A widowed wife, a struggling mother, a baby fighting for life
When young Zaynab’s new baby was born premature, a new UNICEF-supported neonatal ward in Afghanistan was her lifeline
KABUL, AFGHANISTAN – “When I was four months pregnant, my husband died.”
At only 26 years old, Zaynab was in mourning. She had lost the love of her life, and the sole financial provider for her family. She struggled to afford healthy food for herself and became malnourished, giving birth to a premature baby who need oxygen to stay alive.
“My husband was a shopkeeper. We were poor, but happy,” Zaynab recalls. “We promised to be with each other forever.”
Soon after marriage, the couple was expecting a baby boy. The dreamt of becoming a family of three… but this dream never came true.
“When my husband died, I was so overwhelmed. I could not even breathe, and my world became dark.”
At four months pregnant, Zaynab wondered how she would be able to financially support herself. She was stressed, pressured, and sad. Her mental health deteriorated. She had little to eat and could not give herself the medicine she needed most – a healthy meal to nourish herself and her baby.
Zaynab developed high blood pressure and began to bleed before she was due to give birth. The doctors said they might not be able to save her son.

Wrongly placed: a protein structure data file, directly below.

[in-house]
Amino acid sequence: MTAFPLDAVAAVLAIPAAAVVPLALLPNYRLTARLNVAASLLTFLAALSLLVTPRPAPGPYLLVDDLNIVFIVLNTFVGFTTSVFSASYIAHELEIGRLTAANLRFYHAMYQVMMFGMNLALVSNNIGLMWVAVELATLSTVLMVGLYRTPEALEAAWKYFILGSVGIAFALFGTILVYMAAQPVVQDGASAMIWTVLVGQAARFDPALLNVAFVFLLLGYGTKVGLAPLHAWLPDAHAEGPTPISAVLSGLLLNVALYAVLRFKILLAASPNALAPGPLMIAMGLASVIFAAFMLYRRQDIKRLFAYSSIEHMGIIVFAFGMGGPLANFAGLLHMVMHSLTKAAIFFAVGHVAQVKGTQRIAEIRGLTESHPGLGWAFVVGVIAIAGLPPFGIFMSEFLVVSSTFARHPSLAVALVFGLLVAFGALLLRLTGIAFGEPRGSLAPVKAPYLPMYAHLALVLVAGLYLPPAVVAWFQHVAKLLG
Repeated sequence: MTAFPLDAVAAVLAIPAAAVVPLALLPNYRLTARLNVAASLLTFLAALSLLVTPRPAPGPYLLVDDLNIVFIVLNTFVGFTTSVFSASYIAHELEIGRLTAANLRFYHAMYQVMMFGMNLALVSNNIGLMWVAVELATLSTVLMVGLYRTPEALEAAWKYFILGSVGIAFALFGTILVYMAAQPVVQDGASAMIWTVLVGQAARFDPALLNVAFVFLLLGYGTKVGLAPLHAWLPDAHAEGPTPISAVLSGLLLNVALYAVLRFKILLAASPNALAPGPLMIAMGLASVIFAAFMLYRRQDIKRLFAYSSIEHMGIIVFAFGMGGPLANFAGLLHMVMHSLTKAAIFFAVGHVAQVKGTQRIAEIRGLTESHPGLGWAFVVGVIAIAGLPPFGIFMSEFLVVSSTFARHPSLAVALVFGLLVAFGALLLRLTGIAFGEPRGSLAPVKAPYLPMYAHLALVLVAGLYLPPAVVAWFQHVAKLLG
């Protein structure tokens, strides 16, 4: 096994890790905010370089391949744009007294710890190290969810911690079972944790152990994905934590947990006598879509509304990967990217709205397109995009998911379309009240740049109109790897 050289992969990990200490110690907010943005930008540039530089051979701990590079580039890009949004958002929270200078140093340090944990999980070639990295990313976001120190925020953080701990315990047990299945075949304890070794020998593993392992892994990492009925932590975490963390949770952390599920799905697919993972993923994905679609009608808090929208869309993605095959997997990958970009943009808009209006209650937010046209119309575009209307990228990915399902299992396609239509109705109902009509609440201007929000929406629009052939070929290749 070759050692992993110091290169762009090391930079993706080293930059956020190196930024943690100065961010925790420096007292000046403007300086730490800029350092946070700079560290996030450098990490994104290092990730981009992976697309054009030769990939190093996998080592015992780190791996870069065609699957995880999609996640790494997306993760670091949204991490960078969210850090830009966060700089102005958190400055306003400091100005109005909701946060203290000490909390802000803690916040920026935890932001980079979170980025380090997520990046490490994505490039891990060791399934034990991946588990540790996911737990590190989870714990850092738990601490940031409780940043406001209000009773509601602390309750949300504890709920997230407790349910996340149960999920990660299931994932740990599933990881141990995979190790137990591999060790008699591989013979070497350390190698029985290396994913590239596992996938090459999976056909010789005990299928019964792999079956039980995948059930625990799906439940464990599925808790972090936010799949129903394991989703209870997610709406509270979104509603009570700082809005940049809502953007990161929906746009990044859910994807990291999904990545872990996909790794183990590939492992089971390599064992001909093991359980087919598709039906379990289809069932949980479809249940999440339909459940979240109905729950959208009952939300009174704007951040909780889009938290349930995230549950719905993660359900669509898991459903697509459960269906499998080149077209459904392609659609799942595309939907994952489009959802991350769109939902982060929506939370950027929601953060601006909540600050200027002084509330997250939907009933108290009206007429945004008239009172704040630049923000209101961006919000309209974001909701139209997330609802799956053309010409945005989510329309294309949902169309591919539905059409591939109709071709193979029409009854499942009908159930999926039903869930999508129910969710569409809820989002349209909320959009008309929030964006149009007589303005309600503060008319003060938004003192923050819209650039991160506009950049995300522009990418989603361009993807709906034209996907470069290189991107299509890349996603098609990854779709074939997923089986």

“I told them: ‘I lost my husband; I do not want to lose my baby, too.’”
The doctors performed a Caesarian section, and Zaynab gave birth to baby Mohammad… one month too early.
Mohammad was too weak to breastfeed and in desperate need of oxygen. He also had three holes in his heart, adding fear and desperation to Zaynab’s growing concern for her baby.
Luckily, Zaynab was able to bring little Mohammad to Indira Gandhi Hospital in Kabul, where UNICEF recently supported renovations of the neonatal intensive care unit. With support from the Irish Government funding provided by Irish Aid, UNICEF also provided oxygen for the new ward, plus essential medical equipment like incubators.
Indira Gandhi Hospital cares for 20-25 premature babies every day – around 700 each month. It is one of the only hospitals in Kabul with appropriate facilities and equipment to attend to the specific healthcare needs of babies born premature.
When Mohammad was there, the unit was full, treating 70 babies.
24 days have passed since Mohammad first opened his eyes. The holes in his heart have been healed, and he uses a lot less oxygen now.
With the renovations to this ward, doctors can provide better quality healthcare for mothers and children. Mothers like Zaynab can bring their children here and feel hopeful and comforted, knowing their babies have the care they need.
For Zaynab, the new neonatal intensive care unit was the difference between losing her entire family and holding on to hope for her own future and her family’s.
“Mohammad is safe now,” Zaynab says, relieved. “And he is recovering day by day.”